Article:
Evans was given the opportunity to come up with a new deal, and the City of Revelstoke also started working on its own proposal to buy the TFL. For the next few months, the issue graced the front page of the Revelstoke Review. The city hired a consultant to study the TFL and determine its value.
“Myself and a few other people thought that if the city got involved in a tree farm licence, as owners, that would have a positive impact on a trend towards broader public support of forestry,” said Heavenor. From a business perspective, a community forest would help ensure Downie’s timber supply.
Not everyone supported the city’s involvement in buying the TFL. According to Heavenor, there was opposition in the NDP government in Victoria from people who didn’t want to see the timber go to the non-unionized Downie mill. There was also a right-wing contingent in town who didn’t think the government should be involved in business.
Evans came up with a revised deal that would see 35 per cent of the wood cut go to mills in Revelstoke, but the city opposed that agreement, saying the allocated wood was all low-grade, while the high-grade wood would go elsewhere.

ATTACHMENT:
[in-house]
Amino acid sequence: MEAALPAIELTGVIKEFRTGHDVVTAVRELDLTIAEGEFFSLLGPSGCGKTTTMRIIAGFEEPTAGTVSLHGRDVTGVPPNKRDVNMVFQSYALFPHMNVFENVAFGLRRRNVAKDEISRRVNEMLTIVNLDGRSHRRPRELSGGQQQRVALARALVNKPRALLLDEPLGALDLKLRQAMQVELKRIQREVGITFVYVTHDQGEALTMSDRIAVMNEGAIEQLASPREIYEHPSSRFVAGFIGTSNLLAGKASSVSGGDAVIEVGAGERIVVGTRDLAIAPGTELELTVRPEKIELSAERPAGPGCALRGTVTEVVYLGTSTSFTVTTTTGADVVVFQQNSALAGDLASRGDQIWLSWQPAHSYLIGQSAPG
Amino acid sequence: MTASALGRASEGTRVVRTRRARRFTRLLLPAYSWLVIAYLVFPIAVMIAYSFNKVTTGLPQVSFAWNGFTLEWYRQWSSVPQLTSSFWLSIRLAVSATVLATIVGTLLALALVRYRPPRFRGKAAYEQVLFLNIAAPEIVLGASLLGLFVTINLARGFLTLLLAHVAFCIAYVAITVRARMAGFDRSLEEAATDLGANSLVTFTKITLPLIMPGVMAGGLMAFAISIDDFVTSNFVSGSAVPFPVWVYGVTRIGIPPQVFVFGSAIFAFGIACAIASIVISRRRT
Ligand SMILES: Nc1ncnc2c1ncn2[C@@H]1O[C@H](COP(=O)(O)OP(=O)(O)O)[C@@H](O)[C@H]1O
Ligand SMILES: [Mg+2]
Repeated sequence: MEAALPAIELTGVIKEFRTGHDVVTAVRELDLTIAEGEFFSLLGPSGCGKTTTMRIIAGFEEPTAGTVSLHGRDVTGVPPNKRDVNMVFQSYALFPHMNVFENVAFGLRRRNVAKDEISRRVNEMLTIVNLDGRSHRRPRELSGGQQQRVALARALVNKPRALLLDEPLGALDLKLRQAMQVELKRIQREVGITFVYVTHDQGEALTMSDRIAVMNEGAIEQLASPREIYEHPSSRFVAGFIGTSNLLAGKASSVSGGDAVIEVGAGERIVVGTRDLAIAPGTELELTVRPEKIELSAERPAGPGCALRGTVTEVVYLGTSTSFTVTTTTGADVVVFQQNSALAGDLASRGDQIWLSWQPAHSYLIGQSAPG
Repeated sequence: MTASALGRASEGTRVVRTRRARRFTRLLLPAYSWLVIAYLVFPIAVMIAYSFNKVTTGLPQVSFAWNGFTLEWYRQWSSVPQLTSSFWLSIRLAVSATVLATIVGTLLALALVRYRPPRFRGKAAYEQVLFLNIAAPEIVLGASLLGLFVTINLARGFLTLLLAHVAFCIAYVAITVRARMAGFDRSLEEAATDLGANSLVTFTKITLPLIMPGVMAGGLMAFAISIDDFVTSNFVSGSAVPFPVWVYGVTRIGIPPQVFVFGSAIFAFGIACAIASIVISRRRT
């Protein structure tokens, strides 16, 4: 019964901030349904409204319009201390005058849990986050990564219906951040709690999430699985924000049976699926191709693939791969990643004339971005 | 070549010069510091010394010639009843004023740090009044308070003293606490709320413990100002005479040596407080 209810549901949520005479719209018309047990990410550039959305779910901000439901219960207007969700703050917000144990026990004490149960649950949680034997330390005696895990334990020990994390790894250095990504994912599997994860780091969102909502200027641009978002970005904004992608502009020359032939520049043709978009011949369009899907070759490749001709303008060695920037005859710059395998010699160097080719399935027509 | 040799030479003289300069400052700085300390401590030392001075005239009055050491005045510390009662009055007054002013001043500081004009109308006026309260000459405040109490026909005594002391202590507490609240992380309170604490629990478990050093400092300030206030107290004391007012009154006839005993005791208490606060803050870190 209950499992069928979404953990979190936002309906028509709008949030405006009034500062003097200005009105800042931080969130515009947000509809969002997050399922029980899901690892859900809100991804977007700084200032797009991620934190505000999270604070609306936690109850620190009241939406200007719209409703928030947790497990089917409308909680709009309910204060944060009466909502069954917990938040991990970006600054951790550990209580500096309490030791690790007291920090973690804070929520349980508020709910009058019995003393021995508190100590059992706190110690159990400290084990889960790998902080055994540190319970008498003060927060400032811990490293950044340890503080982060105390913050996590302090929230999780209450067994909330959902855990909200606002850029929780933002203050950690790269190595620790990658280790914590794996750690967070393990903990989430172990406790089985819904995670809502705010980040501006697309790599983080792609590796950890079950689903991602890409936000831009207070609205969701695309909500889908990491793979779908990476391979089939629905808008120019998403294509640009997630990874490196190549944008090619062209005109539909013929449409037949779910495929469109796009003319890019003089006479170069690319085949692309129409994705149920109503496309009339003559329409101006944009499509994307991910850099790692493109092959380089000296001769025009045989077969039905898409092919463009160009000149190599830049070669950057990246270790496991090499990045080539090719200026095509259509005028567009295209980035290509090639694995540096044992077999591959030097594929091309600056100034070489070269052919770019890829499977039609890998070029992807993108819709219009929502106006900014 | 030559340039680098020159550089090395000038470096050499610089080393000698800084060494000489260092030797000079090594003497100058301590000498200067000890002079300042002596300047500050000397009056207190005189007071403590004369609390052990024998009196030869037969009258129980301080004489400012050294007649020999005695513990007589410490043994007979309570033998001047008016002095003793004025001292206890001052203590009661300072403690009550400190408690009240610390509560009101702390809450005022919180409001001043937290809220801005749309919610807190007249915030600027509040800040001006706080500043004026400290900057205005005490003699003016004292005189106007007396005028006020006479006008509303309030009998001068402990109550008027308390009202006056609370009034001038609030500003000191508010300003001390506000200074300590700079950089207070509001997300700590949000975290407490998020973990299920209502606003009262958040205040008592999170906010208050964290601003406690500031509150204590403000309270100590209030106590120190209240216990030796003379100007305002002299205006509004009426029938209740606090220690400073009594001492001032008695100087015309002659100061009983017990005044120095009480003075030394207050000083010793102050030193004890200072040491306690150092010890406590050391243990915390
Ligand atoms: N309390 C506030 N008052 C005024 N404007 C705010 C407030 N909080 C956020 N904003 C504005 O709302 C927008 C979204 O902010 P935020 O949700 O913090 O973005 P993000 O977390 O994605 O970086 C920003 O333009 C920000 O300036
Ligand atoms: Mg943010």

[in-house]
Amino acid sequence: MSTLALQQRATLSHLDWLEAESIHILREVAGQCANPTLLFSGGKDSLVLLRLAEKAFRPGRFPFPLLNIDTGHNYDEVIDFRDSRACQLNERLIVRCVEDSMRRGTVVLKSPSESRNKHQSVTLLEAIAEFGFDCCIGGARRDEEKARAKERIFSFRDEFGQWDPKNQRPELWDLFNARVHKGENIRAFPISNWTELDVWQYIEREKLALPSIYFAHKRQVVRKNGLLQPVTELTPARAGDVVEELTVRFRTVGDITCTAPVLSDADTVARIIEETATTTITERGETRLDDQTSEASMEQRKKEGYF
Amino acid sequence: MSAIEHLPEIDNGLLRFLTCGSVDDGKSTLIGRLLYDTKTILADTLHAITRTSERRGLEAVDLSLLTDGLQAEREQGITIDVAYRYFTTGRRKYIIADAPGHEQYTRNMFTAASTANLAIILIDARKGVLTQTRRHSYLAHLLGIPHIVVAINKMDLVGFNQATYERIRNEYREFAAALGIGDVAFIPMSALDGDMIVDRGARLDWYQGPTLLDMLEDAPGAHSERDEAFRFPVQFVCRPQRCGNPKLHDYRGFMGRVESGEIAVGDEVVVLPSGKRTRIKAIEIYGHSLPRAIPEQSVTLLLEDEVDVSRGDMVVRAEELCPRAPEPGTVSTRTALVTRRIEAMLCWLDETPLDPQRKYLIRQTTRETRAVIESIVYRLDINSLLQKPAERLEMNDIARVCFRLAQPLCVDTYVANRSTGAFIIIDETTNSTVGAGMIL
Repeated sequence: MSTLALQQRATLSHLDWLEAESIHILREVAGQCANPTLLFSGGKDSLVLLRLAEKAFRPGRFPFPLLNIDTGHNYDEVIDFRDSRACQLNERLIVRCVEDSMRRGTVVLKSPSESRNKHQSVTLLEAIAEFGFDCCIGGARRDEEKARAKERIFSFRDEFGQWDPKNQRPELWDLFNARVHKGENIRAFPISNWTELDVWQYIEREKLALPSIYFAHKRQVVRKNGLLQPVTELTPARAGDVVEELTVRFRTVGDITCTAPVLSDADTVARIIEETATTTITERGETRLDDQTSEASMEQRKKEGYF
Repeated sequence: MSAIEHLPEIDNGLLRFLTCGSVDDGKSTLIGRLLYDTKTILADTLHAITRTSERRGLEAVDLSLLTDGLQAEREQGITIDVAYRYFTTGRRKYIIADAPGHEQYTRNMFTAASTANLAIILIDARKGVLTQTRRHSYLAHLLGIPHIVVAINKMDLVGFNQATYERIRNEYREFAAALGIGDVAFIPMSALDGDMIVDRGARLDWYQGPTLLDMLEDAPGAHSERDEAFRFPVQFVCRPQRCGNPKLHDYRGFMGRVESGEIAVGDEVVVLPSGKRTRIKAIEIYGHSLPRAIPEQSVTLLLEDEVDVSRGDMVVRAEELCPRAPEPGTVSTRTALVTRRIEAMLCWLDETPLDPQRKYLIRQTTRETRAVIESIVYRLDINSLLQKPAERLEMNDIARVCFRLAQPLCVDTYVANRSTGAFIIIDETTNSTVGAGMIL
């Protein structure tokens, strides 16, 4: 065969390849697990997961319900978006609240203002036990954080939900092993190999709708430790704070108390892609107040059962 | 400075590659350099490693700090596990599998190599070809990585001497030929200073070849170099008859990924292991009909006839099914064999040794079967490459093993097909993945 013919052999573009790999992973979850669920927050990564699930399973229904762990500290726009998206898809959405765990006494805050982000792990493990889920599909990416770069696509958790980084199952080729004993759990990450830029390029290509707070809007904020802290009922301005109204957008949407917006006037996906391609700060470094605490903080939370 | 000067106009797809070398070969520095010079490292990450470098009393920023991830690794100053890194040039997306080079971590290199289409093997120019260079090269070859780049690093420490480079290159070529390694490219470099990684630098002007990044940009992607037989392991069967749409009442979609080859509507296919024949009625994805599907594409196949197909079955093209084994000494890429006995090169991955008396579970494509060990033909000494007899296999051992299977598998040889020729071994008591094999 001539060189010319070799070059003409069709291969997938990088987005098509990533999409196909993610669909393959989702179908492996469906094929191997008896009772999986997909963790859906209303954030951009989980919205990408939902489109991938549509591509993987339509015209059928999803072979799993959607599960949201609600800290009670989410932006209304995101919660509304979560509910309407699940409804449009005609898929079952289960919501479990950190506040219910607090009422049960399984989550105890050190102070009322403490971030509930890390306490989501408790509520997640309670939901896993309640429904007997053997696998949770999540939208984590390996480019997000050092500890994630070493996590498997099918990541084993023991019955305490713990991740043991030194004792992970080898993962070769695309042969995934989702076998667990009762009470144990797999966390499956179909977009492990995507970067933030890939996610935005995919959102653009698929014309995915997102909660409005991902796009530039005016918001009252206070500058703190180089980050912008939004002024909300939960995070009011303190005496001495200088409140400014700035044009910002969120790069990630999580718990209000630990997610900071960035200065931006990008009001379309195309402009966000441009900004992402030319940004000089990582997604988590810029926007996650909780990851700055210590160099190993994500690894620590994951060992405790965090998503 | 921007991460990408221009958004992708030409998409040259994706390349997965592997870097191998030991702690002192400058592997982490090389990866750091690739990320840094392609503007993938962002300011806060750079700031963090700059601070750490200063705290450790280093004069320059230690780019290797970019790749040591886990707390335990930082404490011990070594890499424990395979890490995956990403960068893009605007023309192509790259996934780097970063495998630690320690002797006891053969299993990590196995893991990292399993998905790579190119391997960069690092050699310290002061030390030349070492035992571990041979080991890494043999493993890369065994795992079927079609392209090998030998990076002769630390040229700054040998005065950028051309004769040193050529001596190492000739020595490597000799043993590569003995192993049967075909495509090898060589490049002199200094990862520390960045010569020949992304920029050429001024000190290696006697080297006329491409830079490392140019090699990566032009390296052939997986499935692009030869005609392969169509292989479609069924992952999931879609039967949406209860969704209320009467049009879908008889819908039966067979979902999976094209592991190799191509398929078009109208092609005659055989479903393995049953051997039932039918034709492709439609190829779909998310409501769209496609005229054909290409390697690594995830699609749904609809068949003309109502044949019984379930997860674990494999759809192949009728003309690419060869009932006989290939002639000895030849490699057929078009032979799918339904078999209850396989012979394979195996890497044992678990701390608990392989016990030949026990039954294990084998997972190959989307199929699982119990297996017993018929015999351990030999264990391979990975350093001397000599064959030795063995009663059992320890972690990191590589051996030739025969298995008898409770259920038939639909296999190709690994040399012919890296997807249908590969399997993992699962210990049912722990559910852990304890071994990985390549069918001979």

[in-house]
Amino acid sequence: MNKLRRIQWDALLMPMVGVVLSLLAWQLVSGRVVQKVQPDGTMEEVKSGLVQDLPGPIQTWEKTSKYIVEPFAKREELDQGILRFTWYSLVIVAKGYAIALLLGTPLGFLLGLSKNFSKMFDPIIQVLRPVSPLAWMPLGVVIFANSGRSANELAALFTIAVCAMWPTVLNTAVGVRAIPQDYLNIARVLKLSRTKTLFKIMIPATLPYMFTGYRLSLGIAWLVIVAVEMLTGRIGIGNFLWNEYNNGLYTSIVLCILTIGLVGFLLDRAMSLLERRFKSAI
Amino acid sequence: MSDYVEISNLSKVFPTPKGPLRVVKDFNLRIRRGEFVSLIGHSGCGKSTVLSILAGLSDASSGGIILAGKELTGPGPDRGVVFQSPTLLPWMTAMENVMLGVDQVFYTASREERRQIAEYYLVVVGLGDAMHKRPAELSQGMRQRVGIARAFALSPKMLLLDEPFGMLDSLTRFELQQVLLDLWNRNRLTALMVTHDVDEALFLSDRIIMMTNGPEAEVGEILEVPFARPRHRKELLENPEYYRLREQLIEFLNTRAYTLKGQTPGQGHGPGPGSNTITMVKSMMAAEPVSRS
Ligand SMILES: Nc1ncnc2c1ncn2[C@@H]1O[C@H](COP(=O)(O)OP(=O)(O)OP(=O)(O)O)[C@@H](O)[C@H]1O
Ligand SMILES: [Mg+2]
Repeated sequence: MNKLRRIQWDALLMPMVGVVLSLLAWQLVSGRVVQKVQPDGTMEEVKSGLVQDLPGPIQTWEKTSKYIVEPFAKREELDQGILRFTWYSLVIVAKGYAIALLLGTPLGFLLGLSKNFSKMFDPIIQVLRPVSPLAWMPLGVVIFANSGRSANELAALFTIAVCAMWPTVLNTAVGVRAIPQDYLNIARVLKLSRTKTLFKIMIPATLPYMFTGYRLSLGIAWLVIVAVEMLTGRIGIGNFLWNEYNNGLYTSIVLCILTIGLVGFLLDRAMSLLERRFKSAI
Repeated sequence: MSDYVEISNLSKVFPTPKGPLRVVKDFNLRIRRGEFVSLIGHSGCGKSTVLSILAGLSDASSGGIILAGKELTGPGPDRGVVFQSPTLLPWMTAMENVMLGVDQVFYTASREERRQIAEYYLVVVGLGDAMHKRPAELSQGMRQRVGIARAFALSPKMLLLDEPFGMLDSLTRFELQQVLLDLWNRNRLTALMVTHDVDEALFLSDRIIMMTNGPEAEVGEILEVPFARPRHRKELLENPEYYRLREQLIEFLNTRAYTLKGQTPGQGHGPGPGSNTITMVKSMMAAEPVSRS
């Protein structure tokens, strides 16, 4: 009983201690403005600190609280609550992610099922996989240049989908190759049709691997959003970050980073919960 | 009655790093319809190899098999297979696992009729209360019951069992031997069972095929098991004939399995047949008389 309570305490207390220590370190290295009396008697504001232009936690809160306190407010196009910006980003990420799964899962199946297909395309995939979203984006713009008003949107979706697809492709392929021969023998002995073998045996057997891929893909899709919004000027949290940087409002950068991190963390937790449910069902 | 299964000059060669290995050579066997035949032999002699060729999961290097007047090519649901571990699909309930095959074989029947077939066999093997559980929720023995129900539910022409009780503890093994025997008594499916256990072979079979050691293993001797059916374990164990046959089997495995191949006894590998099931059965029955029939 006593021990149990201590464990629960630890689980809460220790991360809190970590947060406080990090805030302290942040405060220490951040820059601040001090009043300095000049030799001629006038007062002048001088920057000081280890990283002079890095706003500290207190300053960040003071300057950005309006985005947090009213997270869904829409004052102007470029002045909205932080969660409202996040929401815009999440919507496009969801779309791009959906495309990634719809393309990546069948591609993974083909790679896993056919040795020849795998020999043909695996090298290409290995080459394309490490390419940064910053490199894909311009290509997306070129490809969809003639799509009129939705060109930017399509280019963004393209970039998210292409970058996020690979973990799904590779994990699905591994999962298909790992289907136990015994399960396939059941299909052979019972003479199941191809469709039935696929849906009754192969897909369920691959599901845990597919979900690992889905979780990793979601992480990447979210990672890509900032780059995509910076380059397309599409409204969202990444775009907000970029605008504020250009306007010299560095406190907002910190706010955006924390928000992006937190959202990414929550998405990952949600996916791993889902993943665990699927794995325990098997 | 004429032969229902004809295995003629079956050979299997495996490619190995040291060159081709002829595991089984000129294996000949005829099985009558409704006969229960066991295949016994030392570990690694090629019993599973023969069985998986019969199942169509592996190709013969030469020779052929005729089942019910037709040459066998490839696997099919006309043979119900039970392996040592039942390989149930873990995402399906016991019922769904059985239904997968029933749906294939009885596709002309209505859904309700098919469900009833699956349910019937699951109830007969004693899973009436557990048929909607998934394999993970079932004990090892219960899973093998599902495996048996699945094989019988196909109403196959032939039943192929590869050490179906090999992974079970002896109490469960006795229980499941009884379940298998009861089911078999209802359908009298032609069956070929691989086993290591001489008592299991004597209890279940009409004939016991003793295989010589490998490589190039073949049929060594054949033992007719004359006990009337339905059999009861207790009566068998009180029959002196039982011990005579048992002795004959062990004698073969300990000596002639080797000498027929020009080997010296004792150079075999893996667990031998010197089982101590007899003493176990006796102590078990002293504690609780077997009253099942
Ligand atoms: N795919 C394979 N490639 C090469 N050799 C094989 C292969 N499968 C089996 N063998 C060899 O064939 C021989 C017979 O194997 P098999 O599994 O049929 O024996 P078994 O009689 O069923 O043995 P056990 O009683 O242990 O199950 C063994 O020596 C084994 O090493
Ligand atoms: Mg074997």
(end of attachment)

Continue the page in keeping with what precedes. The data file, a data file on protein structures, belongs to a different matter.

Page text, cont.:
In early February 1993, the two sides came to an agreement to split the TFL 50-50. The license was valued at $7 million. Garth Langford, the city’s consultant, said the deal would provide “an excellent return to the city.”
According to the Review, the city would pay for its share of the land using $1 million in reserve funds that came from the sale of the old Illecillewaet Dam. Three mills – Downie Timber, Cascade Cedar and Kozek Sawmill, would contribute to the sale in exchange for 50 per cent of the annual cut. The rest would come from a bank loan.
“The fact the community felt so strongly about this and wanted to do it was what made the corporate partners come on board, because it showed community support, and that’s not enjoyed by a lot of mills elsewhere in the province,” said Battersby.
Because of the size of the deal, the matter had to go to referendum. An intense battle was waged in the local media, with a big advertising campaign in support of the deal and a letter writing campaign opposing it. On Feb. 20, 1993, Revelstokians voted 76.8 per cent in favour of the agreement, with turnout at 60 per cent of voters.
“The fact the TFL was purchased by the city was a major difference from other tenures,” said Raven. “It was not given to the city by the province like in other tenures, it was purchased.”
Evans and the city divided the TFL into north and south line, with the Goldstream River being the dividing line. The city opted for the southern half, around the Downie Arm, a 119,000-hectare parcel named TFL 56.